TRIPOLI, Libya - A plane carrying six former hostages traveled to Libya on Monday for an extraordinary welcome by Moammar Gadhafi. The Libyan strongman earned unprecedented international thanks for persuading Filipino rebels to release the group.
A plane carrying the former hostages left Cebu, Philippines on Monday headed for Tripoli. It landed in the United Arab Emirates for refueling in the early afternoon and was to resume its trip later in the day.
Libya, often accused of backing guerrillas, plotting terror attacks and meddling in affairs far from home, says it acted out of humanitarian concern. But the move also won Gadhafi international publicity at a time when his country is working to end years of isolation.
France and Germany, whose citizens were among those freed, found themselves officially thanking Libya. Negotiators say Gadhafi paid $1 million per captive, but Libya insisted it gained the releases by promising development projects in the Philippines.
One of the six hostages, South African Callie Strydom, was freed earlier Monday. The five others, including Strydom's wife, Monique, were released Sunday.
The Strydoms embraced tightly and kissed as they were reunited on the tarmac of Cebu's airport, where the luxurious Libyan Ilyushin plane - formerly used by Russian President Boris Yeltsin - waited.
''I'm very happy,'' Monique said after seeing her husband. ''But I'm very sad for all the other men who weren't released.''
Most of the hostages had been held four months after being captured at the Malaysian diving resort of Sipadan. Six foreigners and 12 Filipinos remain in the hands of the Muslim rebels, known as Abu Sayyaf.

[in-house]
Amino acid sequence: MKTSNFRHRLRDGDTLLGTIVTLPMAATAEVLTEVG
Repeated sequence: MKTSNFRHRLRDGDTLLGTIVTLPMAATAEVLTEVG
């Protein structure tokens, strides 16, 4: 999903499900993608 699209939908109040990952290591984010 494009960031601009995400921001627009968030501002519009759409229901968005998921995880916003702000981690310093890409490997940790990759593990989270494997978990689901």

Tharwat Moarbes, whose Lebanese-French daughter Marie was among those released, thanked Gadhafi for his help and expressed hope the other hostages would also be freed soon.
''I am very happy that Gadhafi has brought back my daughter. God willing he will bring the remaining'' hostages, she told reporters after arriving in Libya from Lebanon.
On Sunday, the Gadhafi International Association for Charitable Organizations, a group run by Gadhafi's son Seif el-Islam that led negotiations, promised to continue efforts for the release of the remaining hostages ''as soon as possible.''
Libya has long-standing ties with Muslim rebels in the mostly Catholic Philippines and has helped negotiate in previous kidnappings. It has helped build schools and mosques in the impoverished south, but has also been accused of training rebels from the Moro Islamic Liberation Front, the larger Muslim rebel group.
The freed hostages' trip to Libya is officially voluntary. But it is widely believed that their governments agreed to the visit in exchange for Libya's help in negotiations.
A huge festival is believed to be under preparation for them here, and officials from Germany, France and South Africa were among the expected guests. But Libyan officials were refusing comment Monday on their welcome plans.
Last year, Gadhafi handed over two Libyan government officials who were suspects in the 1988 bombing of a Pan Am jetliner over Lockerbie, Scotland that killed 270 people. The United Nations responded by suspending international economic sanctions. Since then, Gadhafi has been welcoming foreign politicians and businesspeople to Libya and appearing at regional summits at which he portrays himself as a world leader.
Those released by the rebels were Frenchwomen Sonia Wendling, Maryse Burgot, Moarbes and the Strydoms.
Burgot was among three French journalists who came to the rebel camp to interview the hostages last month. The two other French journalists remained held along with 12 Filipino Christian evangelists who had come to pray for the captives.
The five other released captives were among 21 people kidnapped from the Malaysian resort April 23.